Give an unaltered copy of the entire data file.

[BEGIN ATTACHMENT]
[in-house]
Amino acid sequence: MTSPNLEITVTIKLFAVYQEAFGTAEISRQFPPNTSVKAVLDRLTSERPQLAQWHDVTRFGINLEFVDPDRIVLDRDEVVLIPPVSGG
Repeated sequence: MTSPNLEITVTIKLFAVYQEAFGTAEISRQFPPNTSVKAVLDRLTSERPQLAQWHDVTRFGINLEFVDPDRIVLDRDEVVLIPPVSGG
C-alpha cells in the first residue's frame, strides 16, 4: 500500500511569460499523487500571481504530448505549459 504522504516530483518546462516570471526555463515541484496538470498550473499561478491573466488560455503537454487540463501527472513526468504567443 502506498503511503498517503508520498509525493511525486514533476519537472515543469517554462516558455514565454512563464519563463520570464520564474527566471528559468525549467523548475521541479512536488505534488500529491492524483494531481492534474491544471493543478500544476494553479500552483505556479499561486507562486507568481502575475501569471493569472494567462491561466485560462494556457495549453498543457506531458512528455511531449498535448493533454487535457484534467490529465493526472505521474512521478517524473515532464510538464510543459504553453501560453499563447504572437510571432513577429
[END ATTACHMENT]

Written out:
[in-house]
Amino acid sequence: MTSPNLEITVTIKLFAVYQEAFGTAEISRQFPPNTSVKAVLDRLTSERPQLAQWHDVTRFGINLEFVDPDRIVLDRDEVVLIPPVSGG
Repeated sequence: MTSPNLEITVTIKLFAVYQEAFGTAEISRQFPPNTSVKAVLDRLTSERPQLAQWHDVTRFGINLEFVDPDRIVLDRDEVVLIPPVSGG
C-alpha cells in the first residue's frame, strides 16, 4: 500500500511569460499523487500571481504530448505549459 504522504516530483518546462516570471526555463515541484496538470498550473499561478491573466488560455503537454487540463501527472513526468504567443 502506498503511503498517503508520498509525493511525486514533476519537472515543469517554462516558455514565454512563464519563463520570464520564474527566471528559468525549467523548475521541479512536488505534488500529491492524483494531481492534474491544471493543478500544476494553479500552483505556479499561486507562486507568481502575475501569471493569472494567462491561466485560462494556457495549453498543457506531458512528455511531449498535448493533454487535457484534467490529465493526472505521474512521478517524473515532464510538464510543459504553453501560453499563447504572437510571432513577429